Sensors and Sensibility
By Vasu Kilaru
Around us every day are technologies that give us access to more information at our fingertips than any generation has ever had. As an EPA scientist, I’m pretty thrilled about these innovations and what they mean for environmental protection.
One exciting new initiative in that realm here at EPA is called Apps and Sensors for Air Pollution or ASAP. This new aspect of our research came out of the recognition that the advances in sensor technologies are unfolding at the same amazing pace that we all see with new cellphone and smartphone technologies.
Cellphones already have a variety of sensors built in: light sensors and proximity sensors to manage display brightness, accelerometers used as switches or to characterize motion, GPS to provide mapping and locational services, compass and gyroscope to provide direction and orientation, microphones for audio, and a camera for video/photography.
These capabilities have led to the logical coupling of other sensors, such as for air pollution monitoring or biometric measurements, with smartphones.
Traditionally, air monitoring technologies were costly to setup and maintain, and therefore were put under the purview of governments (federal and state). Now, new miniature sensor technologies are more affordable and have the advantage of being highly portable. These developments in sensor technology present an exciting new frontier where monitoring will be more democratic and available much more widely. Parallel to these developments are sensors that measure physiological conditions such as heart rate or blood oxygen levels.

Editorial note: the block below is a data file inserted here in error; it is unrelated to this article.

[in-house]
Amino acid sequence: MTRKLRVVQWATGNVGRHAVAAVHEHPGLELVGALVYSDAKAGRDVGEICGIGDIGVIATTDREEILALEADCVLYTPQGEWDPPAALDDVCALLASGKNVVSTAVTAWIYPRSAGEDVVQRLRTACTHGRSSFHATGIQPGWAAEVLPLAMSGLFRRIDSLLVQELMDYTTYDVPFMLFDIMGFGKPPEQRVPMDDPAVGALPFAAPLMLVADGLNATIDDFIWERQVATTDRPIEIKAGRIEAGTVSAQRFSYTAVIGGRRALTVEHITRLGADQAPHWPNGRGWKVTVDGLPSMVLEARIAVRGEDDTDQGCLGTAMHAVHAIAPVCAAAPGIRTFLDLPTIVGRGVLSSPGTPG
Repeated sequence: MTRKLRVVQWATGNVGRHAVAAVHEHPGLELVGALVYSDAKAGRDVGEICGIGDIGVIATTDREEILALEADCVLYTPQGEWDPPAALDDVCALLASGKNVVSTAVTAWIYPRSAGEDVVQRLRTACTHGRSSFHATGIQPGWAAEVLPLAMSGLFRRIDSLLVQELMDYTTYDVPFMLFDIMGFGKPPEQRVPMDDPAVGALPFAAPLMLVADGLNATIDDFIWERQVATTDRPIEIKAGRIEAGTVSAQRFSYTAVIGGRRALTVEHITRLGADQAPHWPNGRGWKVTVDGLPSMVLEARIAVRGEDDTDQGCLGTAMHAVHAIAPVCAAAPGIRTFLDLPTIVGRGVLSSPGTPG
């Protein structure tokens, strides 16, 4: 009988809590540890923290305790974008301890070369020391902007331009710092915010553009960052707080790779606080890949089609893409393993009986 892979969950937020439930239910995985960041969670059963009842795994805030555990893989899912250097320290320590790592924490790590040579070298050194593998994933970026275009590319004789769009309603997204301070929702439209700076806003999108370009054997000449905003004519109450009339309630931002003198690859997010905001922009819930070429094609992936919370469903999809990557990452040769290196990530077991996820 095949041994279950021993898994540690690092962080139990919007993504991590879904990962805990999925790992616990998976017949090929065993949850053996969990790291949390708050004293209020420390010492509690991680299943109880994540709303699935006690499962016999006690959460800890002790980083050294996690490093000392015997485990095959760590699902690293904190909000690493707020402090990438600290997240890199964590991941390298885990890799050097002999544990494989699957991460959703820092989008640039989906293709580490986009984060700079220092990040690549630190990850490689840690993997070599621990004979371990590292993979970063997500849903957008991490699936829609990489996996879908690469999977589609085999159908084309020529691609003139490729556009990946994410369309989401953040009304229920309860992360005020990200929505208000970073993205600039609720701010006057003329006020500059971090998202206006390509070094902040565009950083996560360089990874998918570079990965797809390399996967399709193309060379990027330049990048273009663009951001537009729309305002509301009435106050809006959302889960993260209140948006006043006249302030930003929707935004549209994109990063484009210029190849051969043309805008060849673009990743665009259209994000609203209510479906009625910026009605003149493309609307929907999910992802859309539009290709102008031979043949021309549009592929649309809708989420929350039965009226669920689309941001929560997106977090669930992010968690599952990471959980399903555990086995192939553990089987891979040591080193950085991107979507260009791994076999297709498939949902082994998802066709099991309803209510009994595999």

Pairing environmental sensors with ones that measure biological conditions could herald a new era for both environmental protection as well as healthcare. Future developments in these sensor technologies ultimately have the capacity to help people make better decisions regarding their environment and their own health.
So we are excited to do our part in bringing new technologies to you. If you’re going to the World Maker Faire in New York this weekend (September 29-30), stop by our EPA booth, we’d love to talk about how DIYers, makers, inventors can help make a greener future.
About the Author: Vasu Kilaru works in EPA’s Office of Research and Development. He is currently working on the apps and sensors for air pollution initiative (ASAP) helping the Agency develop its strategic role and response to new sensor technology developments.
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